[ˈdʒiːəʊ-tæg‐ɪŋ]- noun, verb
1. The addition of geographical location data to mixed media such as photos, video, tweets or social media status updates.
2. The last surrender of privacy by telling the whole world where you are and where you are not at any given time. Particularly loved by stalkers and robbers.
Before the days of mobile phones we were always struggling to tell people where we were or trying to arrange to meet up. This is now easy thanks to technology and mobile phones. It’s even now reached ridiculous levels thanks to geotagging, the act of adding location data to everything you do. As if it wasn’t enough telling everyone around the world via Facebook and Twitter what you are having for lunch you can now tell them where you are having it too.
- Giving out live information of your whereabouts is like broadcasting to burglars that you’re not at home
- You have to be careful about checking in to places if you have told little white lies to other people about not feeling well enough to go out
- Unbeknownst to many people, geotagging info is automatically hidden inside photos taken with devices such as the iPhone camera
- Sadly we all know that paeodophiles are very internet-savvy and geotagged photos of children can help them build up maps of children’s movements
- Celebrities taking geotagged photos at home have unwittingly given away their home addresses
It’s not all bad news though. Far from it. The technology is great, but is just being misused and misunderstood by many people. Geotagging can be switched off or customised. Arguably it should be opt-in in the first place. Sites like icanstalku.com are trying to raise awareness about inadvertent information sharing and helping educate people about how to gain control of their personal location info. On an iPhone it’s easy to switch geotagging off on the camera. You just need to know how to do it. And if you are aware of your location data and are using it wisely there are many advantages of geotagging.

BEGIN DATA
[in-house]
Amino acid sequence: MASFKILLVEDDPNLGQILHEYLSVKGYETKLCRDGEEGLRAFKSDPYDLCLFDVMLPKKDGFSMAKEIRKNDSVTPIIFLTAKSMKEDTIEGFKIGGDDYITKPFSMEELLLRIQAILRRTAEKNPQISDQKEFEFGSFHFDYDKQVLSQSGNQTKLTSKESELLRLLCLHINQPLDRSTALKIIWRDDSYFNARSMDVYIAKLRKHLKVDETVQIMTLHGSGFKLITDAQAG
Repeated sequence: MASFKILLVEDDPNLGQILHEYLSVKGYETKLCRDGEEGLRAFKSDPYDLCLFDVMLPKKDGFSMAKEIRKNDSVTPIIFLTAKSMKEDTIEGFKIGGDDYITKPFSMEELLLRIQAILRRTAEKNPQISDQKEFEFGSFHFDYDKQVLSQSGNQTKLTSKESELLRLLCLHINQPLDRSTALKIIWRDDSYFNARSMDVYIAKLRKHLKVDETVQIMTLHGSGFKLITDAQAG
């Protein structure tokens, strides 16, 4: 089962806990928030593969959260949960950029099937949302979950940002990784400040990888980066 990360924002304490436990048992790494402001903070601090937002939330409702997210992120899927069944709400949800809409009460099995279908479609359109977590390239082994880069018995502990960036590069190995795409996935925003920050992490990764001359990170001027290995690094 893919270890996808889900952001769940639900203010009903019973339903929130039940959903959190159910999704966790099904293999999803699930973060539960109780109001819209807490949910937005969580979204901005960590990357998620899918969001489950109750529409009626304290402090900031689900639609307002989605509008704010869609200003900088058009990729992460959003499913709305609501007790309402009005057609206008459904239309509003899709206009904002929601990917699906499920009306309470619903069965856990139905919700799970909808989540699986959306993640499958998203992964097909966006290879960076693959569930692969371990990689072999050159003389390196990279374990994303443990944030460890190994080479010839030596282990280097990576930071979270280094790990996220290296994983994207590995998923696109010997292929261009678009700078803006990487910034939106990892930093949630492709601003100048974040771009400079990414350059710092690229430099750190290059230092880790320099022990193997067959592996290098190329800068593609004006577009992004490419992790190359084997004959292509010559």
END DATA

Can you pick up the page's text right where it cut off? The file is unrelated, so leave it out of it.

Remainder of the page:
- Sharing locations with specific friends (such as with Path) to help meet up at concerts or festivals for example
- Documenting holidays by having your holiday photos arranged by location or uploaded to Google Maps automatically
- Aiding disaster recovery teams
- Sophisticated augmented reality apps
One of the biggest ways in which geotagging is currently being pushed is for location based marketing. This started off with companies such as Starbucks offering free coffee to people who became Mayor of their coffee shop on FourSquare or Gowalla. Now you can get push notifications from high street stores when you check-in somewhere nearby. With the advent of Facebook Places, and all the personal data that Facebook stores about individuals, you can bet that soon you will be receiving more and more accurately targeted marketing notifications. If you list photography as your main hobby on Facebook then you will probably be told of camera offers whenever you are near a photography shop. And because they will have access to your trends over time it will help the adverts be more refined to your movements and habits and also provide ads over mixed media depending on your tastes.
I feel that the marketing aspect of geotagging is on the cusp of either becoming very efficient in terms of only giving us adverts we want to see, or becoming very annoying and bombarding us everywhere we go with personalised ads like in Minority Report. We shall see which way it goes.
Oh, and where did I write this blog? I’m not telling you.
[Via LEWIS 360]